City Paper is not for tourists
With the possible exception of the fun-filled Michelle Rhee hearing that we’re live-blogging, PostKiller.com remains the No. 1 local news story in the Washington market. Two days ago, TNR reported that Allbritton Communications Co., publisher of Politico and owner of WJLA-TV and News Channel 8, would be launching a Web site—-complete with Politico sensibilities—-on the D.C. region.
Jim Brady, former washingtonpost.com executive editor, will be Gee-Emming the new enterprise and announced he’d be swinging for the fences, with a staff of 50-plus and an aggressive approach to newsgathering. “To win big, you gotta bet big,” Brady told City Desk yesterday.
Brady noted that other competitors in local online news are bogged down with legacy platforms. The Washington Post, the Washington City Paper, the Washington Examiner, et alia——they all have an enormously burdensome print product to put out. TV stations—-even WJLA and NC8—-have enormously burdensome TV stations to put out.
OK, so that all makes sense: Do it better.
Yet there’s one part of this whole deal that strains credulity, and that’s the part about actually making money off of news on the Web. To take an example close at hand, look at the Washington City Paper. In recent years, we’ve done nothing but orient our product toward the Web.
Reporters charged with producing content for the Web above and beyond all other responsibilities? Check. Sales staff beating the bushes for every digital ad dollar out there? SEO discussions flying in the hallways? Check. In-house webinars? Check.
There’ve been enormous psychic rewards for all the effort. We’ve gotten more hits on the site. We’ve wormed into the civic conversation in new ways. We occasionally get linked!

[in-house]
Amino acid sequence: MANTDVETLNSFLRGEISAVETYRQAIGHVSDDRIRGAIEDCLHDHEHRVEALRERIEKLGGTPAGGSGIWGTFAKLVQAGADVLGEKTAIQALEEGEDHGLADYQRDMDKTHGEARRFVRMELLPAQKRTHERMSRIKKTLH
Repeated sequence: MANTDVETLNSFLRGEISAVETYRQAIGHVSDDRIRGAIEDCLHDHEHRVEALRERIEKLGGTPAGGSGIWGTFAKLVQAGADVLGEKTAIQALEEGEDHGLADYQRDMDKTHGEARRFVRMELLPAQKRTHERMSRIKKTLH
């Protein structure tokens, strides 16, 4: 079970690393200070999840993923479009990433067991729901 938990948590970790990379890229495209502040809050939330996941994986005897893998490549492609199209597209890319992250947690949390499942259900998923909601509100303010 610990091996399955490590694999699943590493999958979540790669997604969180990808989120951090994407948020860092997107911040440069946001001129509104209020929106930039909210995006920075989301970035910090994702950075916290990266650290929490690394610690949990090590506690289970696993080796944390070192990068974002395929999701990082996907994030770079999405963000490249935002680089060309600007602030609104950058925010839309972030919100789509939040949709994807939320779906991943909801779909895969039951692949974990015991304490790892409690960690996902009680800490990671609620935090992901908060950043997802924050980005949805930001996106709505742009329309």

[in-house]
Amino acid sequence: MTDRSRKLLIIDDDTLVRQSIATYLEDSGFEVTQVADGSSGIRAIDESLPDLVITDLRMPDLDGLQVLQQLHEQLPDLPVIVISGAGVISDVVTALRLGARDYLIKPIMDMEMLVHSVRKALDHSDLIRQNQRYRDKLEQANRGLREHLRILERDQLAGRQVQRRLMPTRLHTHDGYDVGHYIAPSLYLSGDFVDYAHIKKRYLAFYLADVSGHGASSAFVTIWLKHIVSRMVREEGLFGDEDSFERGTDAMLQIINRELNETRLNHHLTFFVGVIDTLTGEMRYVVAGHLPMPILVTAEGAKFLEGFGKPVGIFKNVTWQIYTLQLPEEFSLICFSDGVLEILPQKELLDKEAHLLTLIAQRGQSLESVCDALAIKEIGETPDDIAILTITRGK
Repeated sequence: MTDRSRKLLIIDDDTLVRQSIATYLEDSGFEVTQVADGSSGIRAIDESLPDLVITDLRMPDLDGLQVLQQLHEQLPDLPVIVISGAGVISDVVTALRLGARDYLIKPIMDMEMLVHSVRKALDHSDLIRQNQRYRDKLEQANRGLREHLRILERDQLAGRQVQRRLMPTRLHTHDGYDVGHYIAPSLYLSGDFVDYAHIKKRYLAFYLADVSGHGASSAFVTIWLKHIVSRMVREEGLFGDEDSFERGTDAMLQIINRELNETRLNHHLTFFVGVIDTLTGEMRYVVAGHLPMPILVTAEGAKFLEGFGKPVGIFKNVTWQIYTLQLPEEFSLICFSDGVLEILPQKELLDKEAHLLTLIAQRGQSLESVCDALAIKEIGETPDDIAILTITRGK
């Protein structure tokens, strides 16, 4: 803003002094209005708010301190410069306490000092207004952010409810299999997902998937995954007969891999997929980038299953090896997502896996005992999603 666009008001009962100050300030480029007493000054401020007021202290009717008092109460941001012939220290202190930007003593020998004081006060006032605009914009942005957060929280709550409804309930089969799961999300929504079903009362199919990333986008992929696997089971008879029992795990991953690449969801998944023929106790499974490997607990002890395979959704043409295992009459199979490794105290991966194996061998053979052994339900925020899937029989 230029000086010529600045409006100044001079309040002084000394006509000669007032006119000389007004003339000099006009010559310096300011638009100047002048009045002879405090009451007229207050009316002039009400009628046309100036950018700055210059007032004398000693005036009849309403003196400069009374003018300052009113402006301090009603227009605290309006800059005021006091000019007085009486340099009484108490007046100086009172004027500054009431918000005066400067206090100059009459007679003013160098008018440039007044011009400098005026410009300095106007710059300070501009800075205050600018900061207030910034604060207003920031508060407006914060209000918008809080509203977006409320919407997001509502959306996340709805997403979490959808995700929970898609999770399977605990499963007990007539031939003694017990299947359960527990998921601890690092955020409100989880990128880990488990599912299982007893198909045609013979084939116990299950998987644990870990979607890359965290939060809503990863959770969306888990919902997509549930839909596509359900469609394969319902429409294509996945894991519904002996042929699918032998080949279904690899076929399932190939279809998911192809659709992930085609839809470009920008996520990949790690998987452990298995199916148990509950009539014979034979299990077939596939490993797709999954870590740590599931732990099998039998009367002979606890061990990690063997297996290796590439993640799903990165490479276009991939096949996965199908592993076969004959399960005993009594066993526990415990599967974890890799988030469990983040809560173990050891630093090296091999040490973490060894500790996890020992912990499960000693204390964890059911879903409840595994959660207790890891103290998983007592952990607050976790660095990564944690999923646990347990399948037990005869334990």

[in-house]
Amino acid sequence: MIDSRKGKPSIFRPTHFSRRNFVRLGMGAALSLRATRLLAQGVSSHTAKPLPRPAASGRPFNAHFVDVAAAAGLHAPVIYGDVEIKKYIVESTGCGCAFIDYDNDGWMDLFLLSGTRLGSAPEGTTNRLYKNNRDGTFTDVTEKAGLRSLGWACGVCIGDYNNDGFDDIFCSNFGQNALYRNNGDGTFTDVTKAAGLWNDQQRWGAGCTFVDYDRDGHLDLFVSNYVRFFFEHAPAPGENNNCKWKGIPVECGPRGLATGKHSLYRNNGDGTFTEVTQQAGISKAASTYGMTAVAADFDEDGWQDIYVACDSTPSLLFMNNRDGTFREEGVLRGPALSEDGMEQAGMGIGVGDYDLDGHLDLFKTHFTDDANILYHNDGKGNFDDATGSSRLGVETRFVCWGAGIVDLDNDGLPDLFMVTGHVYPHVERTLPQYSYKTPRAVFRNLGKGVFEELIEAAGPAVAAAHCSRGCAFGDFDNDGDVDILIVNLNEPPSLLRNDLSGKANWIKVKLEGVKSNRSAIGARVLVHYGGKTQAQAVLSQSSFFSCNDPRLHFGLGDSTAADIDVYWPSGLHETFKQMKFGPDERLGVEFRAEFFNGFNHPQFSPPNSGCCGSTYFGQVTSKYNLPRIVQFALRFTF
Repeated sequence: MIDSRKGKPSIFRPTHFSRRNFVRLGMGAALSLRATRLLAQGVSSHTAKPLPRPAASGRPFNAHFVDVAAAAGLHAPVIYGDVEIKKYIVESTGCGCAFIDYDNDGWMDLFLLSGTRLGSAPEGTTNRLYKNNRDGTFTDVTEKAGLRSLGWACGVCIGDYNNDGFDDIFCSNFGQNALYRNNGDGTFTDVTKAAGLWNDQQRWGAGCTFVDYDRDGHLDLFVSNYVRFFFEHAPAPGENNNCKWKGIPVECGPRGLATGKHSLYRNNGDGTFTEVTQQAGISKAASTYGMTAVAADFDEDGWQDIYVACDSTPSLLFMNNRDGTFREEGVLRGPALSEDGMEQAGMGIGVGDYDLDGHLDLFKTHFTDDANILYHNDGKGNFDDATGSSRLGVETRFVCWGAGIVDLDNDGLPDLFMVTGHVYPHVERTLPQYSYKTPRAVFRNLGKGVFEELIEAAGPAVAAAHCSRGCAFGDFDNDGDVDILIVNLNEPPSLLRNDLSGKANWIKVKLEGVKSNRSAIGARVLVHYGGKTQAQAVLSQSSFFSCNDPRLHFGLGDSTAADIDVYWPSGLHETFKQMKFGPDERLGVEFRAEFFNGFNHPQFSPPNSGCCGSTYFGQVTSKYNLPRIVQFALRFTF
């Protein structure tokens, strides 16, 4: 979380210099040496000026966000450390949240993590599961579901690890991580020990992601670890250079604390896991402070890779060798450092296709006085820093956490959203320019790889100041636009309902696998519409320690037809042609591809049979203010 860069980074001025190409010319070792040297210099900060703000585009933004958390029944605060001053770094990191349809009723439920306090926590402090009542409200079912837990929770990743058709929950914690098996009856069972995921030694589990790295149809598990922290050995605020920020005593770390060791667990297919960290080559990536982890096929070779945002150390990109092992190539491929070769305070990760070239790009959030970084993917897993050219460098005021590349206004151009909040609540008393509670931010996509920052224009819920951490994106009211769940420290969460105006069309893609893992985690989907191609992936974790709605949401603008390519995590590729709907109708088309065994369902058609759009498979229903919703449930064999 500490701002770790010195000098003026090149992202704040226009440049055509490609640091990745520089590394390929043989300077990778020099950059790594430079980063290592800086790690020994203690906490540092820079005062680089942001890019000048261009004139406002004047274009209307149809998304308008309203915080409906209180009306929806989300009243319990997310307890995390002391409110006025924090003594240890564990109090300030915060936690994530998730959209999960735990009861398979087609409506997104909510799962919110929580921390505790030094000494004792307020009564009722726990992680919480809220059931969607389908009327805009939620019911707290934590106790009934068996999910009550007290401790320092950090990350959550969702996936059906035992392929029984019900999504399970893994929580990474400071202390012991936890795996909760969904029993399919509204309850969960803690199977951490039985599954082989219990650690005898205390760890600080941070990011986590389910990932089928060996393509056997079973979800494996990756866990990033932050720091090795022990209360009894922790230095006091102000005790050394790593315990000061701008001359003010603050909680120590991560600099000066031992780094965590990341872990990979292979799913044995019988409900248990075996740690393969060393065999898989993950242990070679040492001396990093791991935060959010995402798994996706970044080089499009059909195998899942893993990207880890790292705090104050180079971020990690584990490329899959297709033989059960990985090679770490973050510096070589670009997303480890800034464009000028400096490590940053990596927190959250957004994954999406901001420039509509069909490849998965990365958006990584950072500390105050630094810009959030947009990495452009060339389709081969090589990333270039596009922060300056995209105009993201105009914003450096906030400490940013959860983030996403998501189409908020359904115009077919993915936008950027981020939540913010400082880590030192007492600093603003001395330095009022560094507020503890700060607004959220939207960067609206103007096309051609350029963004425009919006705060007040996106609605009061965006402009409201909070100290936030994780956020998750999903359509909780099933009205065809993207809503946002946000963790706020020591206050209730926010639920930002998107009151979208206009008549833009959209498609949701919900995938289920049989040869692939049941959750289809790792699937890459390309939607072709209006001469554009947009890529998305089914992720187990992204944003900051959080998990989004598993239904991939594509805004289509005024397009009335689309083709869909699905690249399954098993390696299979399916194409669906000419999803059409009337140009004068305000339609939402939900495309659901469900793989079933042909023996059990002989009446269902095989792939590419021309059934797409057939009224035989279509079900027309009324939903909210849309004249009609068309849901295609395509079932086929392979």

Fair to say, however, that the financial rewards haven’t been commensurate. According to a sales honcho here, our annual Web advertising revenues constitute somewhere between 2 and 4 percent of overall revenues. So if PostKiller.com somehow managed to come in and commandeer 100 percent of our Web ad revenue, well, it could use the proceeds for a group lunch at the Baja Fresh outside of the Allbritton offices.
So it’s heartening to hear that Robert Allbritton, the mogul behind all this activity, believes so strongly in the value of local news. “Robert is pretty darn optimistic,” says a company source. “The sweet spot is that there still is money in local advertising.” Really?
Finding the honey pot of local Web advertising dollars may take some doing. That’s where the Allbritton model comes into play. This is a company that has shown the patience and the pockets to hatch loss leaders. Following its launch in the early ’90s, News Channel 8 spewed red ink before turning the corner. Politico appears to be following a similar trajectory.
Even so. What Allbritton is doing with PostKiller.com is a high-wire act with few actual parallels to NC8 and Politico. It’s one thing to gin up a TV station and make a profit—-that’s been done thousands of times. It’s also one thing to put together a political publication in a city with an endless supply of advocacy-group advertising dollars—-that’s been done, well, several times.
But a local news operation with loads of staffing, no philanthropic funding, no paper edition, and a complete reliance on Web-generated revenues? That’s another thing.
Photo by Darrow Montgomery/File